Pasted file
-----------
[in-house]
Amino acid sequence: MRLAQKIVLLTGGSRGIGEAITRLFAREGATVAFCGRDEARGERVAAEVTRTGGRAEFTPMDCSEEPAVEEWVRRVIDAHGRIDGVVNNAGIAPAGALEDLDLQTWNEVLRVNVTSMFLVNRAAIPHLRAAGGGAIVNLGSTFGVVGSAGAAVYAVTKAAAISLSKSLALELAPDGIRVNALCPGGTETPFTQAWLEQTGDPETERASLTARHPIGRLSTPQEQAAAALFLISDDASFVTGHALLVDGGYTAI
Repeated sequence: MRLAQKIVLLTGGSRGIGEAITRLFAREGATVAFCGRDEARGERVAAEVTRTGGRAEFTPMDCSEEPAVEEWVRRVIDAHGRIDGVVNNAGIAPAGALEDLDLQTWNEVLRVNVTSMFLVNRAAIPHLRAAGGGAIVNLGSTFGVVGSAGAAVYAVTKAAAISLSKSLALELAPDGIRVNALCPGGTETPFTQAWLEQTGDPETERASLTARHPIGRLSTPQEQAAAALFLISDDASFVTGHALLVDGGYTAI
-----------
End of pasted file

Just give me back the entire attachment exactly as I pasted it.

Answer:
[in-house]
Amino acid sequence: MRLAQKIVLLTGGSRGIGEAITRLFAREGATVAFCGRDEARGERVAAEVTRTGGRAEFTPMDCSEEPAVEEWVRRVIDAHGRIDGVVNNAGIAPAGALEDLDLQTWNEVLRVNVTSMFLVNRAAIPHLRAAGGGAIVNLGSTFGVVGSAGAAVYAVTKAAAISLSKSLALELAPDGIRVNALCPGGTETPFTQAWLEQTGDPETERASLTARHPIGRLSTPQEQAAAALFLISDDASFVTGHALLVDGGYTAI
Repeated sequence: MRLAQKIVLLTGGSRGIGEAITRLFAREGATVAFCGRDEARGERVAAEVTRTGGRAEFTPMDCSEEPAVEEWVRRVIDAHGRIDGVVNNAGIAPAGALEDLDLQTWNEVLRVNVTSMFLVNRAAIPHLRAAGGGAIVNLGSTFGVVGSAGAAVYAVTKAAAISLSKSLALELAPDGIRVNALCPGGTETPFTQAWLEQTGDPETERASLTARHPIGRLSTPQEQAAAALFLISDDASFVTGHALLVDGGYTAI